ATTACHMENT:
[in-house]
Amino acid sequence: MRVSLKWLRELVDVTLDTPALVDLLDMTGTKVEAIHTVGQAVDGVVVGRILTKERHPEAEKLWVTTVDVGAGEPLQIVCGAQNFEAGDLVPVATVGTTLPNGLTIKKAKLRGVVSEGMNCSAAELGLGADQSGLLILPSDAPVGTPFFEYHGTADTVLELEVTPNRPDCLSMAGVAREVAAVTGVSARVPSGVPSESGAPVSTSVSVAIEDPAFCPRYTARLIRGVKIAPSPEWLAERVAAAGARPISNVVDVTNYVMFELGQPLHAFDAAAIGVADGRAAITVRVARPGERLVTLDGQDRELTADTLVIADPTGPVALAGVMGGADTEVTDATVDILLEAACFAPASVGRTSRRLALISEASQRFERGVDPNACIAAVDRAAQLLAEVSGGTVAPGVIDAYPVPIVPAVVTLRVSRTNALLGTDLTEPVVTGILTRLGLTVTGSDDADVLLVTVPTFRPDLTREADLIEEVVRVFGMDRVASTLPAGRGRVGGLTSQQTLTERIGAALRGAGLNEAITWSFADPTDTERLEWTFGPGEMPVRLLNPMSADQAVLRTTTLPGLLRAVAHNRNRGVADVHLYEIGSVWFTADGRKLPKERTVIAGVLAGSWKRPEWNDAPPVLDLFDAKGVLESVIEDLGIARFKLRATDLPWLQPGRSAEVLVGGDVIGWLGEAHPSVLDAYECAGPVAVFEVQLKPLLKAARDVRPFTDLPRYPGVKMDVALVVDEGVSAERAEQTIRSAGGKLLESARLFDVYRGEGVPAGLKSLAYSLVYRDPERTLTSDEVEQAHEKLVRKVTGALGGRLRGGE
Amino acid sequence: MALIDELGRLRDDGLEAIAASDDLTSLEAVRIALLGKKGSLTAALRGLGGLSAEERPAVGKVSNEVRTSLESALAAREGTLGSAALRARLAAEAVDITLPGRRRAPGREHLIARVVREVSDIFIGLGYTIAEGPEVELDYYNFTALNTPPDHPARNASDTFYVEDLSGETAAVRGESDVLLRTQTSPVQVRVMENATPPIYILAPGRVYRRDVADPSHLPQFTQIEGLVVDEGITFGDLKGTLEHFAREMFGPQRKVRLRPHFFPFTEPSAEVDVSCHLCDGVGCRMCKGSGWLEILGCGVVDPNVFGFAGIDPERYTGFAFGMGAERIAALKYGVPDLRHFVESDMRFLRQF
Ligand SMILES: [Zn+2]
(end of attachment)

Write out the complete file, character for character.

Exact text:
[in-house]
Amino acid sequence: MRVSLKWLRELVDVTLDTPALVDLLDMTGTKVEAIHTVGQAVDGVVVGRILTKERHPEAEKLWVTTVDVGAGEPLQIVCGAQNFEAGDLVPVATVGTTLPNGLTIKKAKLRGVVSEGMNCSAAELGLGADQSGLLILPSDAPVGTPFFEYHGTADTVLELEVTPNRPDCLSMAGVAREVAAVTGVSARVPSGVPSESGAPVSTSVSVAIEDPAFCPRYTARLIRGVKIAPSPEWLAERVAAAGARPISNVVDVTNYVMFELGQPLHAFDAAAIGVADGRAAITVRVARPGERLVTLDGQDRELTADTLVIADPTGPVALAGVMGGADTEVTDATVDILLEAACFAPASVGRTSRRLALISEASQRFERGVDPNACIAAVDRAAQLLAEVSGGTVAPGVIDAYPVPIVPAVVTLRVSRTNALLGTDLTEPVVTGILTRLGLTVTGSDDADVLLVTVPTFRPDLTREADLIEEVVRVFGMDRVASTLPAGRGRVGGLTSQQTLTERIGAALRGAGLNEAITWSFADPTDTERLEWTFGPGEMPVRLLNPMSADQAVLRTTTLPGLLRAVAHNRNRGVADVHLYEIGSVWFTADGRKLPKERTVIAGVLAGSWKRPEWNDAPPVLDLFDAKGVLESVIEDLGIARFKLRATDLPWLQPGRSAEVLVGGDVIGWLGEAHPSVLDAYECAGPVAVFEVQLKPLLKAARDVRPFTDLPRYPGVKMDVALVVDEGVSAERAEQTIRSAGGKLLESARLFDVYRGEGVPAGLKSLAYSLVYRDPERTLTSDEVEQAHEKLVRKVTGALGGRLRGGE
Amino acid sequence: MALIDELGRLRDDGLEAIAASDDLTSLEAVRIALLGKKGSLTAALRGLGGLSAEERPAVGKVSNEVRTSLESALAAREGTLGSAALRARLAAEAVDITLPGRRRAPGREHLIARVVREVSDIFIGLGYTIAEGPEVELDYYNFTALNTPPDHPARNASDTFYVEDLSGETAAVRGESDVLLRTQTSPVQVRVMENATPPIYILAPGRVYRRDVADPSHLPQFTQIEGLVVDEGITFGDLKGTLEHFAREMFGPQRKVRLRPHFFPFTEPSAEVDVSCHLCDGVGCRMCKGSGWLEILGCGVVDPNVFGFAGIDPERYTGFAFGMGAERIAALKYGVPDLRHFVESDMRFLRQF
Ligand SMILES: [Zn+2]